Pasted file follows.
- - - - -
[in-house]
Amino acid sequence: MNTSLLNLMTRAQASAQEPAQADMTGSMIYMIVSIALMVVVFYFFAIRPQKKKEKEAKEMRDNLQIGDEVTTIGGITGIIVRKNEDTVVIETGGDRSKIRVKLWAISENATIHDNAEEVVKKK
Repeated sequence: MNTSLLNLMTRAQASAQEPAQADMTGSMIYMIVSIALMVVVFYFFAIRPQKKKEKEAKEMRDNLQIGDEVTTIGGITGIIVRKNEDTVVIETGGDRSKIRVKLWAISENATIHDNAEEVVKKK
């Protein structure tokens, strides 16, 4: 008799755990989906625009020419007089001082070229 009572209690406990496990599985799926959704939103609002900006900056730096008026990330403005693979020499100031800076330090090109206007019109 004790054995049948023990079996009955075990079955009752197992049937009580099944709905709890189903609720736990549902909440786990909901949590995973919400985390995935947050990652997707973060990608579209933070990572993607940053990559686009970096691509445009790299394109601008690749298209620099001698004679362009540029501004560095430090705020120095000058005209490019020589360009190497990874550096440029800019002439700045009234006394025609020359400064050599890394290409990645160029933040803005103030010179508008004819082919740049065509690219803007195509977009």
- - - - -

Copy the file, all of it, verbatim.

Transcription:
[in-house]
Amino acid sequence: MNTSLLNLMTRAQASAQEPAQADMTGSMIYMIVSIALMVVVFYFFAIRPQKKKEKEAKEMRDNLQIGDEVTTIGGITGIIVRKNEDTVVIETGGDRSKIRVKLWAISENATIHDNAEEVVKKK
Repeated sequence: MNTSLLNLMTRAQASAQEPAQADMTGSMIYMIVSIALMVVVFYFFAIRPQKKKEKEAKEMRDNLQIGDEVTTIGGITGIIVRKNEDTVVIETGGDRSKIRVKLWAISENATIHDNAEEVVKKK
């Protein structure tokens, strides 16, 4: 008799755990989906625009020419007089001082070229 009572209690406990496990599985799926959704939103609002900006900056730096008026990330403005693979020499100031800076330090090109206007019109 004790054995049948023990079996009955075990079955009752197992049937009580099944709905709890189903609720736990549902909440786990909901949590995973919400985390995935947050990652997707973060990608579209933070990572993607940053990559686009970096691509445009790299394109601008690749298209620099001698004679362009540029501004560095430090705020120095000058005209490019020589360009190497990874550096440029800019002439700045009234006394025609020359400064050599890394290409990645160029933040803005103030010179508008004819082919740049065509690219803007195509977009």